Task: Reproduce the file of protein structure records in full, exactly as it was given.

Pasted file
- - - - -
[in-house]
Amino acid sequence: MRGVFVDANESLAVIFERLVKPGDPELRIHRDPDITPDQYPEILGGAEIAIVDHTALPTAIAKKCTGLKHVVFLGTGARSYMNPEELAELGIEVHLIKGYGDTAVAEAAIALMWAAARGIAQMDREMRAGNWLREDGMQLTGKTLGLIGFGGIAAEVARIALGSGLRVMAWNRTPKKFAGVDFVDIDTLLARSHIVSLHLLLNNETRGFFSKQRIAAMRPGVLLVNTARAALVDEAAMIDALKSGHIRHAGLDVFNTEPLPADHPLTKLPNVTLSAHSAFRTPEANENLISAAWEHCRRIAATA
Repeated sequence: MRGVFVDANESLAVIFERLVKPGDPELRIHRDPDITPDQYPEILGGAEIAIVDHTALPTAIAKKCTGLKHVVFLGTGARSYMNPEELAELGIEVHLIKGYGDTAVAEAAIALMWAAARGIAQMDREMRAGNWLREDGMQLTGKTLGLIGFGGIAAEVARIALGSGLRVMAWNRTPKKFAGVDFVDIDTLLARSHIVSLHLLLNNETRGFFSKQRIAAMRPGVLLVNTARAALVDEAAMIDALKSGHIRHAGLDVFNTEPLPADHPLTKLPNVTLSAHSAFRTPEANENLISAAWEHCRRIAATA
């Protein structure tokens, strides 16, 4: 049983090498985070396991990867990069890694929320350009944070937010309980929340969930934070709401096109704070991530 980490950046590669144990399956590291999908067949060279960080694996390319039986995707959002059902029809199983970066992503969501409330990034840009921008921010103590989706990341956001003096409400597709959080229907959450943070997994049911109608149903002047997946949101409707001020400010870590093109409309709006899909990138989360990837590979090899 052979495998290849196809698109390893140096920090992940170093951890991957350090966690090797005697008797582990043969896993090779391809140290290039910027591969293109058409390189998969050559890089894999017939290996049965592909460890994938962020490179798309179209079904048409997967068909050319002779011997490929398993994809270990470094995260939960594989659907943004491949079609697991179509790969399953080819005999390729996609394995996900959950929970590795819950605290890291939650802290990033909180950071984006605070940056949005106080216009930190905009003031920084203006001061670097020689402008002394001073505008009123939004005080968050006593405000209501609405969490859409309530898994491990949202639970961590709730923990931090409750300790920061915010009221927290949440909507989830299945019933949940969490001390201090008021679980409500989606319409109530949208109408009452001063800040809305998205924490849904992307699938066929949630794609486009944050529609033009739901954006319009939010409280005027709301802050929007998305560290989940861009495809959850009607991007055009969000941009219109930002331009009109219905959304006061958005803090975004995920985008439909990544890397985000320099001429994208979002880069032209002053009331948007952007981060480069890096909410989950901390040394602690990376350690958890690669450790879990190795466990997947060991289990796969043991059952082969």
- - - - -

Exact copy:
[in-house]
Amino acid sequence: MRGVFVDANESLAVIFERLVKPGDPELRIHRDPDITPDQYPEILGGAEIAIVDHTALPTAIAKKCTGLKHVVFLGTGARSYMNPEELAELGIEVHLIKGYGDTAVAEAAIALMWAAARGIAQMDREMRAGNWLREDGMQLTGKTLGLIGFGGIAAEVARIALGSGLRVMAWNRTPKKFAGVDFVDIDTLLARSHIVSLHLLLNNETRGFFSKQRIAAMRPGVLLVNTARAALVDEAAMIDALKSGHIRHAGLDVFNTEPLPADHPLTKLPNVTLSAHSAFRTPEANENLISAAWEHCRRIAATA
Repeated sequence: MRGVFVDANESLAVIFERLVKPGDPELRIHRDPDITPDQYPEILGGAEIAIVDHTALPTAIAKKCTGLKHVVFLGTGARSYMNPEELAELGIEVHLIKGYGDTAVAEAAIALMWAAARGIAQMDREMRAGNWLREDGMQLTGKTLGLIGFGGIAAEVARIALGSGLRVMAWNRTPKKFAGVDFVDIDTLLARSHIVSLHLLLNNETRGFFSKQRIAAMRPGVLLVNTARAALVDEAAMIDALKSGHIRHAGLDVFNTEPLPADHPLTKLPNVTLSAHSAFRTPEANENLISAAWEHCRRIAATA
């Protein structure tokens, strides 16, 4: 049983090498985070396991990867990069890694929320350009944070937010309980929340969930934070709401096109704070991530 980490950046590669144990399956590291999908067949060279960080694996390319039986995707959002059902029809199983970066992503969501409330990034840009921008921010103590989706990341956001003096409400597709959080229907959450943070997994049911109608149903002047997946949101409707001020400010870590093109409309709006899909990138989360990837590979090899 052979495998290849196809698109390893140096920090992940170093951890991957350090966690090797005697008797582990043969896993090779391809140290290039910027591969293109058409390189998969050559890089894999017939290996049965592909460890994938962020490179798309179209079904048409997967068909050319002779011997490929398993994809270990470094995260939960594989659907943004491949079609697991179509790969399953080819005999390729996609394995996900959950929970590795819950605290890291939650802290990033909180950071984006605070940056949005106080216009930190905009003031920084203006001061670097020689402008002394001073505008009123939004005080968050006593405000209501609405969490859409309530898994491990949202639970961590709730923990931090409750300790920061915010009221927290949440909507989830299945019933949940969490001390201090008021679980409500989606319409109530949208109408009452001063800040809305998205924490849904992307699938066929949630794609486009944050529609033009739901954006319009939010409280005027709301802050929007998305560290989940861009495809959850009607991007055009969000941009219109930002331009009109219905959304006061958005803090975004995920985008439909990544890397985000320099001429994208979002880069032209002053009331948007952007981060480069890096909410989950901390040394602690990376350690958890690669450790879990190795466990997947060991289990796969043991059952082969």